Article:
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How to capture a swarm?

As a colony of bees grows larger and the hive becomes overcrowded, it produces one or more swarms. These land in clusters on a nearby bush or tree, then, shortly after, they fly away and land again on another tree.

Swarm on a tree
Swarm on a tree
Scout bees then escape to find a suitable site to colonize. It is possible to capture a cluster swarm and introduce it into a hive. The best time to do this is at the end of the day, just before dark. During the heat of the day, bees are more likely to fly away and disturb other people or pets. The equipment needed to capture a swarm is as follows:

  • A rigid basket or an empty box to contain the swarm.
  • An old sheet to wrap around the basket once the swarm has been captured
  • Protective clothing
  • A smoker or a small manual sprayer producing a water mist (make sure that the sprayer is not contaminated with an insecticide)
  • An empty beehive
  • A hand pruner.

The sheet is first spread out on the ground near where the swarm rests, then a few puffs of smoke are given around the swarm or a little water is finely sprayed on the bees. The next step is to cut the surrounding vegetation so that you can place the basket under the swarm. While keeping it in this position, it is then a matter of giving a strong jerk to the branch on which the swarm is resting so that it falls into the basket. You must then immediately reverse it and place it on the sheet. As the bees are still walking upward, the swarm will reform, attaching itself to the highest point inside the basket.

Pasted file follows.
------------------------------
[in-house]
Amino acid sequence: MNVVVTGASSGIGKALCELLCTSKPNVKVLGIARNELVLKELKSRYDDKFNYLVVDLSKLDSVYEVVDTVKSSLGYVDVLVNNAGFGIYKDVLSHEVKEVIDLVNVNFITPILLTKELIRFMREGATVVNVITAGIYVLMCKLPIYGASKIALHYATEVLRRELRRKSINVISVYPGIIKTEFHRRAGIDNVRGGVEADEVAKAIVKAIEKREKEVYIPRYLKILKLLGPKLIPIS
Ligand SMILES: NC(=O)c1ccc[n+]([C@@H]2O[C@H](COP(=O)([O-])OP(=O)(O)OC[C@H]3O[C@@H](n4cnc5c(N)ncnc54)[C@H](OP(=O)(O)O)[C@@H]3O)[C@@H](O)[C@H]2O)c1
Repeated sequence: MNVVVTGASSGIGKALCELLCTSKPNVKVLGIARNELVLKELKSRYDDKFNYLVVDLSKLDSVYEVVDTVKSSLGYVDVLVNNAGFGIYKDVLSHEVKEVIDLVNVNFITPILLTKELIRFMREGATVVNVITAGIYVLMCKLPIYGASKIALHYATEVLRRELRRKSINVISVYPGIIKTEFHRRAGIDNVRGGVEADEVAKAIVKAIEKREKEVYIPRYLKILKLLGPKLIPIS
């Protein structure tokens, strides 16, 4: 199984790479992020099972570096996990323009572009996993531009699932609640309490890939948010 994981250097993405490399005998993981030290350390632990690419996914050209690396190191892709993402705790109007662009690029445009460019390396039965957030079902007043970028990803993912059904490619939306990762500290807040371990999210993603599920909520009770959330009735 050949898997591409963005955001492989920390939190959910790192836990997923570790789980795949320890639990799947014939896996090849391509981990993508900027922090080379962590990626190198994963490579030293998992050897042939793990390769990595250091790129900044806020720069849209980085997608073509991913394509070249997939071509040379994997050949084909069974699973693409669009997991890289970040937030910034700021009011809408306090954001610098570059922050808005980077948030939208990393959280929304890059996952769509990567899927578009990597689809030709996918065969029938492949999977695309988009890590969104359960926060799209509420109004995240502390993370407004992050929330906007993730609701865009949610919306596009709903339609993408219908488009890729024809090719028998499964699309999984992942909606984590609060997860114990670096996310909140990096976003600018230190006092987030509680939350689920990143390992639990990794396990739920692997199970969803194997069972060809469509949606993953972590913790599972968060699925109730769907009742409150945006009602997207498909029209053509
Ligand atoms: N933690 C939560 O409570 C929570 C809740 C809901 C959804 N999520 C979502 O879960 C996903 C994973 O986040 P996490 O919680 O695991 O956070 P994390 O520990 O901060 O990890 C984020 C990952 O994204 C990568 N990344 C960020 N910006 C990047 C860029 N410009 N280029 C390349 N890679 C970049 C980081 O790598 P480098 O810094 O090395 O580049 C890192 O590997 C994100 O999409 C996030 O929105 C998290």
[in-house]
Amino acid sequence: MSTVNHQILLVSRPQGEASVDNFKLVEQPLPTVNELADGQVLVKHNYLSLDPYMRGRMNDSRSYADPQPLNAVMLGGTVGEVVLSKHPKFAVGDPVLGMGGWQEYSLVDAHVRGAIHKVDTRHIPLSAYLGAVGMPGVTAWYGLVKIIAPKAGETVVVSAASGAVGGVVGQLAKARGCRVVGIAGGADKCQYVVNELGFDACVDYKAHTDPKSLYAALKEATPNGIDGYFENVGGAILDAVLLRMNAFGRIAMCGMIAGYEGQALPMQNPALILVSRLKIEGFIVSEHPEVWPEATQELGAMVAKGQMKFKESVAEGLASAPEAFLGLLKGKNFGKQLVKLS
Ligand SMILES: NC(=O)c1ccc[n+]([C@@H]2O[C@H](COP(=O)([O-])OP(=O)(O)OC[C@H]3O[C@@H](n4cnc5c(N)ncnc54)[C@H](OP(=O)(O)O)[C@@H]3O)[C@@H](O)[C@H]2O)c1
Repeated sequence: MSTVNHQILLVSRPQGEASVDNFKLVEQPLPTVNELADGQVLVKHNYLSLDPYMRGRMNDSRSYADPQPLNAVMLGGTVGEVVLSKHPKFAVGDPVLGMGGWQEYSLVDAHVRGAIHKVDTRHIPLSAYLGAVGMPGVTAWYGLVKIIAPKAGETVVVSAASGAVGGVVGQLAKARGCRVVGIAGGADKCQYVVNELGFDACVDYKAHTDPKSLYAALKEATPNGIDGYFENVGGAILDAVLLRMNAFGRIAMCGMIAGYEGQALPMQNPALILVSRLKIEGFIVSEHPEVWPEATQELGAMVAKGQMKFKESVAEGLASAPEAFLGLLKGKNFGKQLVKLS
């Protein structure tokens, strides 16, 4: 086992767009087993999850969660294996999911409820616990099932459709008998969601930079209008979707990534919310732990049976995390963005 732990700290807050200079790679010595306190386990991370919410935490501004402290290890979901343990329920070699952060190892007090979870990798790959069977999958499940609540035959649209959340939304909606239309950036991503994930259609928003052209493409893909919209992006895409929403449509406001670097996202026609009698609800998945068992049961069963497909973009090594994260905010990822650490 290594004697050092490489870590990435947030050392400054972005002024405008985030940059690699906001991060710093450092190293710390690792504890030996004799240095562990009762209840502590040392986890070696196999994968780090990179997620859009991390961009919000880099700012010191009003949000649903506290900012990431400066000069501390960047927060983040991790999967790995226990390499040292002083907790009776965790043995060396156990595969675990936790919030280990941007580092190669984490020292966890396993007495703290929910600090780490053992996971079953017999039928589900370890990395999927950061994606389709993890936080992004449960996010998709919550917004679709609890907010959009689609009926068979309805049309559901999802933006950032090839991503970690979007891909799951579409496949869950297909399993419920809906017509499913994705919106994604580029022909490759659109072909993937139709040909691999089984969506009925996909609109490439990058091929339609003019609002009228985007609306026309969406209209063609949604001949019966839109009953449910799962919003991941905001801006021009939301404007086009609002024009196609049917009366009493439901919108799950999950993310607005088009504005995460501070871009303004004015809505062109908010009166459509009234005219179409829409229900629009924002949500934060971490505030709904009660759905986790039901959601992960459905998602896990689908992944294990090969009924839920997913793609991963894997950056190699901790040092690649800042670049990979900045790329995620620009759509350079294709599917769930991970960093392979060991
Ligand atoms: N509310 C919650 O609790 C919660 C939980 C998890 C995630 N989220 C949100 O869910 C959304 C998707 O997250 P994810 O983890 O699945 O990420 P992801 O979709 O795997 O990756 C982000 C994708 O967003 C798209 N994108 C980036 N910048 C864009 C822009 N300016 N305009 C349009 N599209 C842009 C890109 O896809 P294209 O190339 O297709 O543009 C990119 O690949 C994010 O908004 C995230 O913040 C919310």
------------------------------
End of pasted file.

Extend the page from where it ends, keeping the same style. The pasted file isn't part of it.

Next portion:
A small stone placed under the edge of the basket to create a bee passage will allow bees still outside to join their swarm. Bees still outside will be more attracted if the queen is inside. When all the bees have entered, the sheet is folded down to wrap around the basket.

how to capture a swarm
Putting an empty box under the swarm
The swarm is then brought to the hive, which has been previously prepared by removing five of the frames, in order to provide space for the swarm. It is first gently smoky through the sides of the basket, then the bees are knocked off by a good slap on the outside bottom of the basket or the box. The basket is then inverted and shaken to make all the bees fall into the hive. As soon as most of the bees are inside, the bars are put back in place and the hive is closed. The bees that remain outside eventually join the others by passing through the entrance to the hive.

How to capture a swarm?
Hive with removed frames

Newly swarms may remain in the hive allocated to them or desert during the first days. It takes some experience to create the optimal conditions and achieve an acceptable success rate. European bees rarely desert, but African bees frequently do when they don't like something. It may be an unpleasant smell or too high a temperature in the hive. Repeated pest intrusions sometimes force bees to desert, but a strong colony is normally able to repel unwanted hosts. However, once the colony is established, it does not leave without having a good reason to do so, such as a lack of flowers, food or water.